|Ortho-K’s effect on eye physiology may not always be desirable. Photo: Daddi Fadel, DOptom
Several recent studies have addressed orthokeratology (ortho-K) and its effects on ocular physiology.1-4
A pair of studies out of Spain looked at the short- and long-term effects of ortho-K on corneal sub-basal nerve plexus (SBNP)1-2 While there were few changes in the short-term, long-term results showed a reduction in SBNP linked to changes in corneal nerve tortuosity. Also, this effect did not reverse in the first month after treatment was stopped, meaning these changes may be slow to return to baseline.
In another study from Spain, researchers found higher tear film osmolarity values in ortho-K lens wearers than in non-contact lens wearers.3 After the ortho-K lenses were removed, the tear film osmolarity values returned to normal. These results indicate that ortho-K lens wear can lead to increased tear film osmolarity, it also appears to be reversible, researchers conclude.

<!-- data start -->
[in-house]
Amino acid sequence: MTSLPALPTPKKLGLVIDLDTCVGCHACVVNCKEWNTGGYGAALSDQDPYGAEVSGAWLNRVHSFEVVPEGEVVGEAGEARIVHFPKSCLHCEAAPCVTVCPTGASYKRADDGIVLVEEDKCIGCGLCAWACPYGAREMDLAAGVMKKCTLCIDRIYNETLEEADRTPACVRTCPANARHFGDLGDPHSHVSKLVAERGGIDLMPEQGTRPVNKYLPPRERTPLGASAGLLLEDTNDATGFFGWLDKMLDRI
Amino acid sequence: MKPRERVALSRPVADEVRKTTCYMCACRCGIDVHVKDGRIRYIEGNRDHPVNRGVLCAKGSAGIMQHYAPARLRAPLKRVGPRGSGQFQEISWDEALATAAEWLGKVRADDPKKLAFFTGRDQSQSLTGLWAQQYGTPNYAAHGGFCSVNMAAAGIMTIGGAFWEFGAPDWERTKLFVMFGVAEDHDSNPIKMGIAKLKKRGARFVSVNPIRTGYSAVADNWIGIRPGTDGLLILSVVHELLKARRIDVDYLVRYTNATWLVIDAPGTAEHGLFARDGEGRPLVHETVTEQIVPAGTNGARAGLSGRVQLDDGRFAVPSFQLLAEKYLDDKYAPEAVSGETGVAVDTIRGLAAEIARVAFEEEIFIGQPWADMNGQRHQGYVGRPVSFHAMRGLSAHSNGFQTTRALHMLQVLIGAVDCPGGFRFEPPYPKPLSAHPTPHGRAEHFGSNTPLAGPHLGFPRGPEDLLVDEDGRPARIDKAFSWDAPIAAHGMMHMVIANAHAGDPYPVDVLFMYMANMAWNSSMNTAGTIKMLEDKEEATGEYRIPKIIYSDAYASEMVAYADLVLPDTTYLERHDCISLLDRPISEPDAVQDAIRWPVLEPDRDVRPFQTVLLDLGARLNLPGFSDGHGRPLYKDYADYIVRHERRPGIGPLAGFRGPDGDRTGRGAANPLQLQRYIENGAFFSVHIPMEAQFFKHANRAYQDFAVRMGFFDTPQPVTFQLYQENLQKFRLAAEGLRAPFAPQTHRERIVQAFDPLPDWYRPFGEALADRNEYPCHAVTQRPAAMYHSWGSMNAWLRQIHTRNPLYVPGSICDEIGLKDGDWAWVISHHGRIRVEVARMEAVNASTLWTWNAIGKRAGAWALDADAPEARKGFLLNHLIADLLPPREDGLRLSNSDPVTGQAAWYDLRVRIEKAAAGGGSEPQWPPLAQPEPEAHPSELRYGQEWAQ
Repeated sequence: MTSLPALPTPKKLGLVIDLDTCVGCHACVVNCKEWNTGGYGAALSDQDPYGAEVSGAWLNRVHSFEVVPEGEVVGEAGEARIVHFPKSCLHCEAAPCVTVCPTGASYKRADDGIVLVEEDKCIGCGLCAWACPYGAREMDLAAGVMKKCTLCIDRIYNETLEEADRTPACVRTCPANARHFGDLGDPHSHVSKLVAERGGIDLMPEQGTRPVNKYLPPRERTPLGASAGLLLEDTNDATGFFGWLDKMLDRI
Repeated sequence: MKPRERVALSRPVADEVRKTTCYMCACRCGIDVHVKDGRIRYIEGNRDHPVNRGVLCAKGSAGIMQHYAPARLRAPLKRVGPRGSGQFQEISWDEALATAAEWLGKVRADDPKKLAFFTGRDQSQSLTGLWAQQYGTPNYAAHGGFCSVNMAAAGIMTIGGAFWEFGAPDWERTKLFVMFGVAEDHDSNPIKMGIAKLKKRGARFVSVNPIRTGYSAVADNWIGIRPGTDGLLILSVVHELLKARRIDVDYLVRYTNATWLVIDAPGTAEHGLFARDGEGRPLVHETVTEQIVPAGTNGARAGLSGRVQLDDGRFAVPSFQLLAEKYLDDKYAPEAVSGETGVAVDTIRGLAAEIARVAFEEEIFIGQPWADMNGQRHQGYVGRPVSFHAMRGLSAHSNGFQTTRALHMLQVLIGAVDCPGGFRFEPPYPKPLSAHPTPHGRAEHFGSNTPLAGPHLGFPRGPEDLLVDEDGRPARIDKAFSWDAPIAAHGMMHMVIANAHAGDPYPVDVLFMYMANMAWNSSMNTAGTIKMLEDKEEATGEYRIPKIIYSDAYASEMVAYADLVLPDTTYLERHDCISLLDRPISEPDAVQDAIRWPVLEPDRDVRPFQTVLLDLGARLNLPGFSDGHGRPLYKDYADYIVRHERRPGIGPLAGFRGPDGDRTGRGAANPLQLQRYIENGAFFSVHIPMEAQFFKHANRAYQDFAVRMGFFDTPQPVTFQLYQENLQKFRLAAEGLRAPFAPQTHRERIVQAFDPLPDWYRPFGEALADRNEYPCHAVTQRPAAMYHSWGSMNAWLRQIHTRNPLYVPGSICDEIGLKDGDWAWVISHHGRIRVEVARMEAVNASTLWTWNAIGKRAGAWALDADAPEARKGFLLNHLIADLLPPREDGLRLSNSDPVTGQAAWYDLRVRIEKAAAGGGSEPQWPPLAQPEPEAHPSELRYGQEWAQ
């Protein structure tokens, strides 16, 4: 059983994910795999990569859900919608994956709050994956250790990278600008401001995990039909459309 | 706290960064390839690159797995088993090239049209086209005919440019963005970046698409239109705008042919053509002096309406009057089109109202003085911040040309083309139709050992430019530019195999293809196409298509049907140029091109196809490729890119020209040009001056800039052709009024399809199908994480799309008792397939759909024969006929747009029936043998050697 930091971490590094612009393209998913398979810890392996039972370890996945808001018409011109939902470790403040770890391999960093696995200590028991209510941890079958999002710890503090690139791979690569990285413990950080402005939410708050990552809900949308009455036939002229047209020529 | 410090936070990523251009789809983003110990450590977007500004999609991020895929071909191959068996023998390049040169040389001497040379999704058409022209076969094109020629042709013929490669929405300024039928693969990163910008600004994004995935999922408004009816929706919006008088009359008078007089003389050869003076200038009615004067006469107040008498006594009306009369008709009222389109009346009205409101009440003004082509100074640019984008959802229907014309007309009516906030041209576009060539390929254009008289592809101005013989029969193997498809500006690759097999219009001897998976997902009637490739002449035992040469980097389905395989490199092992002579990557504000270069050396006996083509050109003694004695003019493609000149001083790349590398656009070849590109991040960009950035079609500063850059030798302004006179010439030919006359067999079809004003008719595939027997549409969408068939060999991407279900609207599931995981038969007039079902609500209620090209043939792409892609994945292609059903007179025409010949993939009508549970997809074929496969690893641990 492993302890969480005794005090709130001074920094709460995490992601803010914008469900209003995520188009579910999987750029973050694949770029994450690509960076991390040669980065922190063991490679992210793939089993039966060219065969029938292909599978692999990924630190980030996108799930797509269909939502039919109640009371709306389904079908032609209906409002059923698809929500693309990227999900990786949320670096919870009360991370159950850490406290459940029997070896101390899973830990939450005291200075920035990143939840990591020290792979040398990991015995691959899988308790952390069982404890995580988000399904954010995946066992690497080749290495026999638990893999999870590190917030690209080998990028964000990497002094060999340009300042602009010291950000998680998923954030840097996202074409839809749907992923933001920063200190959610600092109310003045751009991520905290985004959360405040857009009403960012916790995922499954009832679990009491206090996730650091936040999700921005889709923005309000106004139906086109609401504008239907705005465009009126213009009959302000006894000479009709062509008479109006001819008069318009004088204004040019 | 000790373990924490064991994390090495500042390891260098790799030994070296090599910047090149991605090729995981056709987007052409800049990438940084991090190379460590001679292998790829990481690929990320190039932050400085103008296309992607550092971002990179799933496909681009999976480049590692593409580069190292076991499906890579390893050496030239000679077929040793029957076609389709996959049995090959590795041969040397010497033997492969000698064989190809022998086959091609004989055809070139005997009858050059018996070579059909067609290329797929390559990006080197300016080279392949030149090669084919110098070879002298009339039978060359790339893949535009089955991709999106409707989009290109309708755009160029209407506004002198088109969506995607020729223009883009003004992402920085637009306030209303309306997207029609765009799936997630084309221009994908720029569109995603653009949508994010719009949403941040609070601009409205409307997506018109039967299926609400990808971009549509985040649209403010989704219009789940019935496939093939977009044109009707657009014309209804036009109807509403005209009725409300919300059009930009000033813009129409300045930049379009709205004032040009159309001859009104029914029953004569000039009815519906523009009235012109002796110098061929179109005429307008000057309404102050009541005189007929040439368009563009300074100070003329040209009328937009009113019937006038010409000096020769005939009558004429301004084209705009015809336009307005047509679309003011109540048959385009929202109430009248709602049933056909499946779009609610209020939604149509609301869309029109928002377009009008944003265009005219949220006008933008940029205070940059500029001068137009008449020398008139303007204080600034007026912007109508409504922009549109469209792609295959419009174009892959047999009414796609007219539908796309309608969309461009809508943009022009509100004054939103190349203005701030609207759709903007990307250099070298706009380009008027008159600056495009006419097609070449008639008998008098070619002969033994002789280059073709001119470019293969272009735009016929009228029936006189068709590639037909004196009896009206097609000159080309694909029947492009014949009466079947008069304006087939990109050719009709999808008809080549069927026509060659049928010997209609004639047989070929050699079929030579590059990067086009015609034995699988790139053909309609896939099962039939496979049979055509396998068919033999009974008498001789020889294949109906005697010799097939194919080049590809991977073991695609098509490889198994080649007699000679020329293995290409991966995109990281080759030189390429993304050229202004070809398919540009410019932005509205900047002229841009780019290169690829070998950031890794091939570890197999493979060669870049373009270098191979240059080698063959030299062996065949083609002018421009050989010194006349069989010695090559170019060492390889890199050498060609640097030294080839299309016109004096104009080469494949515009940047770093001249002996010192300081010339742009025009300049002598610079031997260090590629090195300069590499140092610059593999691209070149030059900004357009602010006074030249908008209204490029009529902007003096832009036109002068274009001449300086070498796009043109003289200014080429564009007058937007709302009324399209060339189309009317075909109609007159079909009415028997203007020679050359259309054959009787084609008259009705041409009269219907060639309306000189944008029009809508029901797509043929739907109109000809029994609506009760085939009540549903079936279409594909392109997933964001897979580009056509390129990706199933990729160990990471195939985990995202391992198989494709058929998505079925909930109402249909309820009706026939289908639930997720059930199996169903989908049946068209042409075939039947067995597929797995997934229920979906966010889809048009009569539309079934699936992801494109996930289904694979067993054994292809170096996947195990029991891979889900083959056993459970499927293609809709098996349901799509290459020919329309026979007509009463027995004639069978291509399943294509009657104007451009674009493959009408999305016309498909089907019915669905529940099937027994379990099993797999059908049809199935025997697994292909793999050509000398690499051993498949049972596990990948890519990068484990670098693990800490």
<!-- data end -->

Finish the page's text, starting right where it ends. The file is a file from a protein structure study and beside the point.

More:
Another recent study explored the effect of ortho-K on axial length growth in juvenile myopic anisometropes.4 Findings revealed that axial length elongation was significantly slower in eyes treated with ortho-K than in contralateral eyes.
Additionally, 16 of the study’s 25 patients developed myopia in their contralateral eyes, which were not myopic at the start of the study.
“This study is interesting because it compares the axial length growth rate before and after ortho-K treatment in the less myopic eye after it became myopic,” says Karen Yeung, OD, senior optometrist at the Arthur Ashe Student Health & Wellness Center at the University of California Los Angeles. Ortho-K treatment in those eyes also slowed axial length growth.